The short story is set in a rundown nightclub during World War II and tells of a two-timing dancer who's married to a handsome sergeant and carrying on with a "pie-faced runt." There's a torch singer named Fred, a little girl who sleeps under the bar and the sound of an ambulance as the plot wraps up.
But even the most through Cain admirer almost surely will not have read "Mommy's a Barfly," which appears in the new issue of The Strand Magazine; it apparently never was published before.
"I was going through some papers at the library of Congress and as an admirer of Cain, this one didn't ring a bell," says the Strand's managing editor, Andrew F. Gulli. "It didn't take a lot of research for me to realize that I discovered a literary treasure."
The Strand, a Birmingham, Mich.-based quarterly, also has published little known work by Mark Twain, Graham Greene and Dashiell Hammett.
Cain, who died in 1977, wrote such classic noir thrillers as "Double Indemnity," "The Postman Always Rings Twice" and "Mildred Pierce," all of which have been adapted into equally memorable films. "Mommy's a Barfly" has a lot of the pulpy dialogue that readers and moviegoers love, whether "Be a funny kind of heaven with her flying around in it," or an exchange between the singer and the sergeant:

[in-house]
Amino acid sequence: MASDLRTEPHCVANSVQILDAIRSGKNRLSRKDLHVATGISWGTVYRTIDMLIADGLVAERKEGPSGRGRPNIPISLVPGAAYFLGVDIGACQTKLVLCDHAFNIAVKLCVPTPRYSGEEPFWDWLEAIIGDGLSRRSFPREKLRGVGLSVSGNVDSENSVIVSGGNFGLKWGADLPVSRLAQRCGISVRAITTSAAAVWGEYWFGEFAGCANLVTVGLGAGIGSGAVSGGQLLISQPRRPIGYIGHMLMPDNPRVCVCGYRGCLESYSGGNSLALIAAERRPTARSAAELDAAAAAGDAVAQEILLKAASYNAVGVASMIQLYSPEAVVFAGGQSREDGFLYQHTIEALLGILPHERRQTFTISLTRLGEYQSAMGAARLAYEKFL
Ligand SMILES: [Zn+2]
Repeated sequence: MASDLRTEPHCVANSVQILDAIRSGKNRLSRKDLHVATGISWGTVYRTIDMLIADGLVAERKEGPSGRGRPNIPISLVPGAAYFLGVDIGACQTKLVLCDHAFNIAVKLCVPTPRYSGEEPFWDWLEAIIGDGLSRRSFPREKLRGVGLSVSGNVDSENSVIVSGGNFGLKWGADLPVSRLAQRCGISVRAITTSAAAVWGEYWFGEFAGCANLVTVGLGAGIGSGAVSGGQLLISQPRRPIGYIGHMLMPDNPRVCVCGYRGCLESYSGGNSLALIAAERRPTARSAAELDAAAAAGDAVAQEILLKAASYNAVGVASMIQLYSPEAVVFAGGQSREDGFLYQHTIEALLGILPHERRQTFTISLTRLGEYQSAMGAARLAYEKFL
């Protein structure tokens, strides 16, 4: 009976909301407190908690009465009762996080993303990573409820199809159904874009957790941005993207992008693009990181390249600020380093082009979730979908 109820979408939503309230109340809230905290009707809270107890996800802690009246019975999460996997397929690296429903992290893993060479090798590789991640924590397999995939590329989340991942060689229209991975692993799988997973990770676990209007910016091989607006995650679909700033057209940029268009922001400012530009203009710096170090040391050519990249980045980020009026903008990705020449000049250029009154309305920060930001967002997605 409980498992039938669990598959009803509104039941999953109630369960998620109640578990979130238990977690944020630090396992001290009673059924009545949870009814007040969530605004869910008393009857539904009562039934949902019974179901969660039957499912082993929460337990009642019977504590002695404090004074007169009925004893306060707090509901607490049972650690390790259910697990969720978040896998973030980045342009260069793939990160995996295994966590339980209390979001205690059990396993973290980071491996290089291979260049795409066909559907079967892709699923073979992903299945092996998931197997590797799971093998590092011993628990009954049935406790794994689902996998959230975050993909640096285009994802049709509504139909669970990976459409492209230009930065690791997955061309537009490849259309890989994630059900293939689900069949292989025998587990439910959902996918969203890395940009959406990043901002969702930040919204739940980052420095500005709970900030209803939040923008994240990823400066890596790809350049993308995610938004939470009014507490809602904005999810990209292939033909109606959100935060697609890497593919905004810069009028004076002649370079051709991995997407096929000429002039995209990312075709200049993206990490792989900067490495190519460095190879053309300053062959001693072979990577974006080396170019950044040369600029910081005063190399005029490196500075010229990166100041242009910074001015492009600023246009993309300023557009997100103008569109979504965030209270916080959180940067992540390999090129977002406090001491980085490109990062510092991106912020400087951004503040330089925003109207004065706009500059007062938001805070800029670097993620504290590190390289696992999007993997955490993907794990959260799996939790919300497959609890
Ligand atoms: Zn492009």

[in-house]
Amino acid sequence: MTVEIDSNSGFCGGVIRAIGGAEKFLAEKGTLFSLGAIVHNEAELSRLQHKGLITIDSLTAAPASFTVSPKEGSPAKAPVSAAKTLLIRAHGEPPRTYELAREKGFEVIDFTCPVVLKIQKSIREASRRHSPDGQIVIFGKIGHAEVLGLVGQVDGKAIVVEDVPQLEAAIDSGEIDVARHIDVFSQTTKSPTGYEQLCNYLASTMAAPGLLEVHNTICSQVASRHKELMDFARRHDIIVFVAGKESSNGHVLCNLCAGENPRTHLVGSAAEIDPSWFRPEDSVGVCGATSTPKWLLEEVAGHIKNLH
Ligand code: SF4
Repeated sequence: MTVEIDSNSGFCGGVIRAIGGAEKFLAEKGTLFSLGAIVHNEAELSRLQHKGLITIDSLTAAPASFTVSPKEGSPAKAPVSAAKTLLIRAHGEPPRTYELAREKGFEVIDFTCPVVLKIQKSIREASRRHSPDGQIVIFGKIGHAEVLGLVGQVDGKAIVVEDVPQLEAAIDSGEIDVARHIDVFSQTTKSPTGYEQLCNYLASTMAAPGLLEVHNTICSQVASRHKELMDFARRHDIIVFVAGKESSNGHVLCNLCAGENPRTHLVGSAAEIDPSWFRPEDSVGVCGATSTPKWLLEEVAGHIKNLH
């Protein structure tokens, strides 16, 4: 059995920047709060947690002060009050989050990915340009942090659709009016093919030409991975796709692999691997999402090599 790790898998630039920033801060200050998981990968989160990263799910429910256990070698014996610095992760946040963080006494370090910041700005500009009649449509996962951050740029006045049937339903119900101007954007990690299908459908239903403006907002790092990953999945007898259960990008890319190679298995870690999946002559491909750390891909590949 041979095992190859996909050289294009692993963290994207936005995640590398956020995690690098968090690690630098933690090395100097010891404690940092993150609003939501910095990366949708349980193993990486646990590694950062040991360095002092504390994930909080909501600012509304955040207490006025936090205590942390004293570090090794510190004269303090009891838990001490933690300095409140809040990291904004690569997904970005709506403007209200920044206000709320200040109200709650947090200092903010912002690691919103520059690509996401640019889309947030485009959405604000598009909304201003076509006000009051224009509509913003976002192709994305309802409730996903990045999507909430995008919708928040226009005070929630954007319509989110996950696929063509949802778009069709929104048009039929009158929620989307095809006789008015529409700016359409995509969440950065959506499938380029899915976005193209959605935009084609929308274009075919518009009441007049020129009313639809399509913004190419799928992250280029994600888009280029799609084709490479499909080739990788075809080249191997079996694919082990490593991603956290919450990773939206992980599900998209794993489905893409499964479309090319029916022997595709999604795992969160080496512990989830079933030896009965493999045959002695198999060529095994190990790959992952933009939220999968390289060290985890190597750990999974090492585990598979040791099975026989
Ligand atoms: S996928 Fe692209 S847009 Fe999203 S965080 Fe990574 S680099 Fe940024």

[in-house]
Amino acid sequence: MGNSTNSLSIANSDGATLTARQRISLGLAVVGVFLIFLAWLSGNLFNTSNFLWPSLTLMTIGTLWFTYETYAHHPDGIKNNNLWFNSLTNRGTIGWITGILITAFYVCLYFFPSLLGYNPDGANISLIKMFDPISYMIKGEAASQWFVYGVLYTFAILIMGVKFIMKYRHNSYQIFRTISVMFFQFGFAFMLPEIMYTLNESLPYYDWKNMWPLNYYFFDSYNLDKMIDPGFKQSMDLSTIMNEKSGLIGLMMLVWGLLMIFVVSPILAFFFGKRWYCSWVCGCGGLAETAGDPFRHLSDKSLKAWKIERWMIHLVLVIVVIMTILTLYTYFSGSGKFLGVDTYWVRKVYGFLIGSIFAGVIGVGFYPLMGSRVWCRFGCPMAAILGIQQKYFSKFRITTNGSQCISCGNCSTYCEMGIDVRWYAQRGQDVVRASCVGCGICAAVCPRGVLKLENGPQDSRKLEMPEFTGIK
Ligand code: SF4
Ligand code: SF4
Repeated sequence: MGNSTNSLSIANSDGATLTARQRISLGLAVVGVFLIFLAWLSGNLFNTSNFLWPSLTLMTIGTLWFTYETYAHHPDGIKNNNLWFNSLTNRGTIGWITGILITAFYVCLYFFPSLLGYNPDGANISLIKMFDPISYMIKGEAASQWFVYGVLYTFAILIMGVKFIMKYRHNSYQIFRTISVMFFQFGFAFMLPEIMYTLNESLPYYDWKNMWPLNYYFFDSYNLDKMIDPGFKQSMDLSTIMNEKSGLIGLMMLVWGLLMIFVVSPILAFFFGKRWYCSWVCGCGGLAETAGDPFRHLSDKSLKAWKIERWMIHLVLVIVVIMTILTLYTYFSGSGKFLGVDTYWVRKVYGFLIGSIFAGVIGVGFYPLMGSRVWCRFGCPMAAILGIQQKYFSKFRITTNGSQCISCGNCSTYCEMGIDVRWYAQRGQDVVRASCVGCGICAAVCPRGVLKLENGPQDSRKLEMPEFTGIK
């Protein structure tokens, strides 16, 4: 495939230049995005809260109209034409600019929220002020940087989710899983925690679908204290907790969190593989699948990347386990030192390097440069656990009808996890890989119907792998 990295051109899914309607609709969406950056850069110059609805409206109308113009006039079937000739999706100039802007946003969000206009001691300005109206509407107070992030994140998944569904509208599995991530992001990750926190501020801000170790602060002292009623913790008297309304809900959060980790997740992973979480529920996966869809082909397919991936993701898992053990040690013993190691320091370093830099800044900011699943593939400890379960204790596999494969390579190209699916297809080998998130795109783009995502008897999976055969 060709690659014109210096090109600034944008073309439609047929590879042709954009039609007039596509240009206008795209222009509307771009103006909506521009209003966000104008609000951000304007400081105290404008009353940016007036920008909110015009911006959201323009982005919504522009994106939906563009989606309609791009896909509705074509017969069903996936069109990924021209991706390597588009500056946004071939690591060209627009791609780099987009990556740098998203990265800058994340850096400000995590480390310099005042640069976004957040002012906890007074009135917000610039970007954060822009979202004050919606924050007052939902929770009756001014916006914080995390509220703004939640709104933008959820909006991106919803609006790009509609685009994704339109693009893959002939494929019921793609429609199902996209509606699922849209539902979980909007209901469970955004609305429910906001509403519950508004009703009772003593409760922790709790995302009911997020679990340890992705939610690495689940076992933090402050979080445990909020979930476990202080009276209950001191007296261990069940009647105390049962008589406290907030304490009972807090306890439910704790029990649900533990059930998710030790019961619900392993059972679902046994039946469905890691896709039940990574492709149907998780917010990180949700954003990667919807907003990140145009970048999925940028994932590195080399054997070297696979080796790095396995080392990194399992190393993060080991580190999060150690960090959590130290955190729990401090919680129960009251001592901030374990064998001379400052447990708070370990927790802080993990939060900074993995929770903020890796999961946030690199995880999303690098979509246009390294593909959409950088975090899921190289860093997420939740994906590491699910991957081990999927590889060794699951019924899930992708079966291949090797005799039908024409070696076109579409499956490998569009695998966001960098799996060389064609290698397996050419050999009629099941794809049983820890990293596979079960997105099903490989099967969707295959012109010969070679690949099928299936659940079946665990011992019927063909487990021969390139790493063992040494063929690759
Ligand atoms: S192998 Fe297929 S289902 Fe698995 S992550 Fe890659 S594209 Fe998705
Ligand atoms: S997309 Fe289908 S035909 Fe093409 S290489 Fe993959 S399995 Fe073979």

Sergeant: Shut up.
Singer: I won't shut up.
Sergeant: You will or I'm socking you.
Singer: OK, then. I clam.
Gulli believes the story was written in the 1940s, during the war. It is an especially gloomy tale, from Cain's noting that the bartender once was the owner; to the line about the dancer's "gaunt" body and "haggard" face; and the way Cain sets the musical mood: "The place was a blue twilight, with Fred's voice hovering over it in songs that didn't seem to end but rather to trail off into pure sadness."
"In my view this was vintage Cain, since he tackled the consequences of human frailty better than any other writer of the 20th century," Gulli says. "His works were dark, but I think this was never published since the ending is rather nihilistic and may have been too much for magazine readers of the '40s. Like with so many of Cain's works, you can see a train wreck and you're turning the pages furiously to get to the inevitable."